Couples' fighting words: property insurance
Forget about affairs. Now the secret kept from a partner is the status of the homeowner policy.
By KATHLEEN OCHSHORN
Published February 25, 2007
When I picked up the receiver I heard that distinctive "beep beep beep" of a voice mail alert. It was from Citizens Property Insurance, you know, the insurer of last resort.
They wanted to know whether we'd made a decision on the homeowner's policy, the one they were offering to replace the policy that Travelers had canceled. Reasonable enough, except I didn't know our policy had been canceled.
My husband had been keeping this news from me. He writes the checks, something I'm grateful he does. And he's no fan of insurance, believing we shouldn't pay for things we don't use.
In the back of my mind, I knew I should have been paying more attention, since I had been reading the paper and realized companies were hightailing it out of the state. And things were so bad that people were hoping Tallahassee would come to their aid.
When the notice of cancellation came, I must have been at work. Remarkably, that piece of mail was scurried out of view quickly, not left to linger in that pile of important papers on the dining room table - grocery fliers, toothpaste coupons, fabulous deals for new credit cards and sky miles.
So when I returned the call to the prospective insurer, I learned we had a month to get coverage. I confronted my husband in the kitchen, and he argued for saving the $5,000 for something more useful. Though he admitted knowing about the dilemma for a couple of months, he pointed out that we weren't without insurance - yet. He was fuzzy on whether he had planned to let me know about any of this.
So I told him - full voice - "It's my house, too. We're getting insurance. Are you nuts?"
When I went into work, I regaled my colleague with our domestic drama and she one-upped me. She and her husband had had a heated discussion about insurance in the car coming back from the beach. Her husband threatened to pull over to the side of the road if she didn't let up. When he did pull over, they sank into stunned silence. This sent the Pomeranian into paroxysms in the back seat and he started doing his helicopter imitation, leaping around, alarmed that the crazy humans weren't getting out of the car.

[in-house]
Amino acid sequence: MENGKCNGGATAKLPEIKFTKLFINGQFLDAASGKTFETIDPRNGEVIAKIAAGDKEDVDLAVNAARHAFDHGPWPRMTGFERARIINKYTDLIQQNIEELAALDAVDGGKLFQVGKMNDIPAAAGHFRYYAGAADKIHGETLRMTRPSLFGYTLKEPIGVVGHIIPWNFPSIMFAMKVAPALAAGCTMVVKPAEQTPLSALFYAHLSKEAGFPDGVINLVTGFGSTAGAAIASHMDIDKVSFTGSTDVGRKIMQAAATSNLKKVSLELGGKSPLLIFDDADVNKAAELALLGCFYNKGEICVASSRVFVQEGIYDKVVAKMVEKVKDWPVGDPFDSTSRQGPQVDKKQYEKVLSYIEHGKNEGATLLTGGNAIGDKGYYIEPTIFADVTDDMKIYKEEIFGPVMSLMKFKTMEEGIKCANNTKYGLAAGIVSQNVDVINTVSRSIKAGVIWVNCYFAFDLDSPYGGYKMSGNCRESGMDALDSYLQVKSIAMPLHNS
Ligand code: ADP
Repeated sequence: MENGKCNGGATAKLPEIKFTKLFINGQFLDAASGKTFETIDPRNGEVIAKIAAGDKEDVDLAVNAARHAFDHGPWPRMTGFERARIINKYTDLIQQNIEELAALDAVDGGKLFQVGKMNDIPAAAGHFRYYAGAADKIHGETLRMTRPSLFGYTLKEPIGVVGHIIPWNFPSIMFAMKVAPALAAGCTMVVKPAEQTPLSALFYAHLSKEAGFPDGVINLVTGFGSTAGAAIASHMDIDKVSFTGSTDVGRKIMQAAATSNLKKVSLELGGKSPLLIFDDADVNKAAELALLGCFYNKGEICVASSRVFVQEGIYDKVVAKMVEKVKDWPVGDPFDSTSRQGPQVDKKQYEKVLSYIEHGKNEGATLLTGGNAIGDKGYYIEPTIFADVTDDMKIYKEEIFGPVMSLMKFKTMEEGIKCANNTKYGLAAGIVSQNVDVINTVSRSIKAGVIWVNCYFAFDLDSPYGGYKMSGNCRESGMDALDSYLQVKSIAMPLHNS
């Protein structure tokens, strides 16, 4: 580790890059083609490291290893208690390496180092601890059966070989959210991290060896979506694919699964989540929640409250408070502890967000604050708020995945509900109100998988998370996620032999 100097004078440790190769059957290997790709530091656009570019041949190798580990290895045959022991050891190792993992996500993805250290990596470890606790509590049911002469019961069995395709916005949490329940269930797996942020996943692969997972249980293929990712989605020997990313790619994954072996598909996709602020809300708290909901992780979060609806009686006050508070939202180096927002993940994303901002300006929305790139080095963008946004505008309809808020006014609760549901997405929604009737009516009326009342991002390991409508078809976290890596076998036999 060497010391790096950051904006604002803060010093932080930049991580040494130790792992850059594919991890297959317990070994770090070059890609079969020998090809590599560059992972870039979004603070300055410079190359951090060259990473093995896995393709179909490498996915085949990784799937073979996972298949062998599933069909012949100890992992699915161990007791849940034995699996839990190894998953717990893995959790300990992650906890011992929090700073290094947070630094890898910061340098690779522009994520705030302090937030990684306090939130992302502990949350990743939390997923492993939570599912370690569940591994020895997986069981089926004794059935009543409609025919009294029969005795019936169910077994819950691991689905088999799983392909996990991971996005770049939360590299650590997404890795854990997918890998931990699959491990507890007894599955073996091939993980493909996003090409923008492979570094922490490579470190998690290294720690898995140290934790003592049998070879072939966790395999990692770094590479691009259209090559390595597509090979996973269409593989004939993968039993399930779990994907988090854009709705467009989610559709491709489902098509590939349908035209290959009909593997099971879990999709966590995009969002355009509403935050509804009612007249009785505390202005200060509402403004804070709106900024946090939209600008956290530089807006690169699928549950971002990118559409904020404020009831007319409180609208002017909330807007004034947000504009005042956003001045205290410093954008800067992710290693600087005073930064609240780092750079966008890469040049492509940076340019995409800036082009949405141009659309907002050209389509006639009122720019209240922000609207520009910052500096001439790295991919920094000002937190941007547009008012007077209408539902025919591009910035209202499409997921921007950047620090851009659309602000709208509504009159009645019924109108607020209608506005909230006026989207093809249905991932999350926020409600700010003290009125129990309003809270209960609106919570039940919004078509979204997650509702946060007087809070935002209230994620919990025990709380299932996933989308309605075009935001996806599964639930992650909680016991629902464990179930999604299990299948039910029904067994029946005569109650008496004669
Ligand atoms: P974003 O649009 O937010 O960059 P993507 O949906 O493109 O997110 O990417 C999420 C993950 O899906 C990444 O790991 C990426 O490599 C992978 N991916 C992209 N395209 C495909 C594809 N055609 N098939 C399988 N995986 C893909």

I realized then that all over hurricane vulnerable regions couples were likely engaged in these arguments, since risk aversion is probably not a trait distributed equally among any population.
Soon enough we were in the grip of the insurance industry and it was making demands on us. Our neighbor recommended that we use Laura, an insurance broker who lives on the block behind us.
Since the house had not been inspected since 1979, we were a bit nervous. Suddenly we were seeking approval, hoping to meet the standards Citizens was setting to part us from those $5,000. The young woman inspector checked out the heat pumps, the wiring, the plumbing, the roof, and even went into the attic, where she started coughing. I knew it was funky up there.
"So nothing was wrong?" I asked.
"Just some cat poop in the attic," she noted.
"Oh, that's the possums - or the raccoons. But I think we have the eaves sealed off now."
After the inspection, we had 10 days to secure our insurance. The agent was going to drop by for the check. But she kept missing appointments, and we started calling the agency, begging for someone to come and take our money.
Finally, she stopped by on my husband's birthday, the last day we were covered by the old policy. We all commented on the unseasonably warm weather. And she said she did worry about the rising temperature of the ocean.
She then explained the policy to us again and made a bit of a pitch for flood coverage. We sat stiffly at the dining room table as she described the various ways water can enter a house, pointing to a nearby window. But we didn't opt for the extra coverage since we're 22 feet above sea level.
As she gathered up her papers to leave, she said, "Well, this is a good policy, but of course it doesn't protect you from a huge storm surge or a tsunami." I chuckled uneasily. The tsunami part was a joke. Right?
Kathleen Ochshorn is a professor of English and writing at the University of Tampa, where she also edits fiction for Tampa Review.